Consumer preferences for white maize in East and Southern Africa concerns developers of maize biofortified with provitamin A carotenoids, since carotenoids impart a yellow or orange coloration. Urban consumers’ willingness to pay (WTP) for yellow maize was estimated, using a semi-double-bounded logistic model, based on a survey of 600 maize consumers in Nairobi, Kenya, at posho mills, kiosks and supermarkets. Consumers showed a strong preference for white maize. Only a minority would buy yellow maize at the same price as white maize, and fewer consumers in the posho mills (24%) and kiosks (19%) than in the supermarkets (34%) would do so. On average, consumers need a price discount of 37% to accept yellow maize. This discount was less at the posho mills (35%) and kiosks (37%) than in the supermarkets (48%). Most respondents (76%) were aware of the existence of fortified meal and the generally showed an interest. The average premium for fortified maize was much less than the discount for yellow: 5.9% for those aware and 7.4% for those unaware. Consumer preferences were influenced by socioeconomic factors such as gender, education, income and ethnic background. Women have a stronger preference for both white maize and fortified maize than men, and consumers with more education have a stronger preference for white. Income decreases the WTP for yellow maize as well as the price elasticity, but increases the WTP for fortified maize. Consumers originating from Western Kenya have a lower preference for white, while those from Central Kenya had a stronger preference for fortified maize.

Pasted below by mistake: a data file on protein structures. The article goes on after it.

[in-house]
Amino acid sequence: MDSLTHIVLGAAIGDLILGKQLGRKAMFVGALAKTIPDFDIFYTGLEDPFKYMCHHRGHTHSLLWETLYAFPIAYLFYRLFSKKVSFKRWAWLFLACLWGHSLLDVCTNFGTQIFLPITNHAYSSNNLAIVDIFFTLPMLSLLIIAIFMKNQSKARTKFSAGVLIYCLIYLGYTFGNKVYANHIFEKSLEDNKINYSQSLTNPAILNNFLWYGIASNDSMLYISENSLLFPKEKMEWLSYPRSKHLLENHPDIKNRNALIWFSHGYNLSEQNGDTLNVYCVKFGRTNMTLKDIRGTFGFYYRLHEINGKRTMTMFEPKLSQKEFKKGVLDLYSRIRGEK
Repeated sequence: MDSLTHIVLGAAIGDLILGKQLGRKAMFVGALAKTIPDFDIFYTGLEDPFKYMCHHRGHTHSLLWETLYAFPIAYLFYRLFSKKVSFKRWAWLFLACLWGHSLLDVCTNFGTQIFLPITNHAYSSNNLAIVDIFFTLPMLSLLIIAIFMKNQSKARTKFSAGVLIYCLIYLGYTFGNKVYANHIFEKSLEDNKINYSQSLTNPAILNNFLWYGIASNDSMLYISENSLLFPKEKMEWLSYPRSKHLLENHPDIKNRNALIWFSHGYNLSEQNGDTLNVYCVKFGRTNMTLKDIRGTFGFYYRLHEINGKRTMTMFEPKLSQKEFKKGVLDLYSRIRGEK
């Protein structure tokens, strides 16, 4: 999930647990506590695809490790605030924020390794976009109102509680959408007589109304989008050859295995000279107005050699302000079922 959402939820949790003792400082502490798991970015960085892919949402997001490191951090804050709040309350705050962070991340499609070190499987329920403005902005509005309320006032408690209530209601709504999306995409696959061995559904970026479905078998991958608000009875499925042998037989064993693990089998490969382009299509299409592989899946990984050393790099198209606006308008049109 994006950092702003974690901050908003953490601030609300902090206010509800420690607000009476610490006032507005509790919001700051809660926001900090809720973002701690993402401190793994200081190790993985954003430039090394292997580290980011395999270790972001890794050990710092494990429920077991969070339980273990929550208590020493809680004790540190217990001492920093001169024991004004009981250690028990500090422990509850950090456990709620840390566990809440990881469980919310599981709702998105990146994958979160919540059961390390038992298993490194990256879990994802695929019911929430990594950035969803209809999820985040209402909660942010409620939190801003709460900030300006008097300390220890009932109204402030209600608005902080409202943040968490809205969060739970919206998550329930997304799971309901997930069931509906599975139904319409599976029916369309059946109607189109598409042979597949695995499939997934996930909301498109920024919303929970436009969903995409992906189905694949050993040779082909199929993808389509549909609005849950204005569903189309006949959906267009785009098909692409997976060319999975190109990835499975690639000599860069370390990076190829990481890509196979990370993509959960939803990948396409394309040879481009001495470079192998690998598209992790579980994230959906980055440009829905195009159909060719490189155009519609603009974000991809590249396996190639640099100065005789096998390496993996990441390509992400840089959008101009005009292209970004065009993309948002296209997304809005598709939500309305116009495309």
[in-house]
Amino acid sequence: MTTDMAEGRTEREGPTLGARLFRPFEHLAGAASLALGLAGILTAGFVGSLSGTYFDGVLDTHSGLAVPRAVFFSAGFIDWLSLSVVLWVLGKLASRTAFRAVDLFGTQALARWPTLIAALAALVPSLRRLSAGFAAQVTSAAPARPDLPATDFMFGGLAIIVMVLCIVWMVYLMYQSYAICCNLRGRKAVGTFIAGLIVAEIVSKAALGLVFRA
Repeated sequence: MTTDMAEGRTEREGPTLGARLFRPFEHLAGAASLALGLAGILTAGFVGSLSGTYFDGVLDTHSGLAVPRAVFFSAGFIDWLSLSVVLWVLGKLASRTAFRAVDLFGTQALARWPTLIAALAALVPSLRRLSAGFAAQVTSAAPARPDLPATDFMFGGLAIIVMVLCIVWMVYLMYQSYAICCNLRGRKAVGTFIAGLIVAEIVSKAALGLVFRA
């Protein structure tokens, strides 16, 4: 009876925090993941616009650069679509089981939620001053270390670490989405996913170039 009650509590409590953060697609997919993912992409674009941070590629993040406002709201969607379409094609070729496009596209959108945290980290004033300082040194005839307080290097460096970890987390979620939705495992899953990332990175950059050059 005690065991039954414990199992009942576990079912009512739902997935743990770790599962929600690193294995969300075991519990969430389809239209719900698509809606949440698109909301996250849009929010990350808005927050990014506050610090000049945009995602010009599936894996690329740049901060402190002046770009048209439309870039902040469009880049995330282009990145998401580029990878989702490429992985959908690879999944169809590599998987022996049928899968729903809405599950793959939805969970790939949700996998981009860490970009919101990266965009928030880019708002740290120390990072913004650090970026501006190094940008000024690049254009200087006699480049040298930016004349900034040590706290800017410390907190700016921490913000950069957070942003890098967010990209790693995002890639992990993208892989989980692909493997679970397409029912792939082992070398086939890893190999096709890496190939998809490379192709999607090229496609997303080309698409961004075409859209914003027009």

Food Policy (2008) 33 (4) 362-370 [doi: 10.1016/j.foodpol.2008.02.005]
Comparing consumer preferences for color and nutritional quality in maize: Application of a semi-double-bound logistic model on urban consumers in Kenya.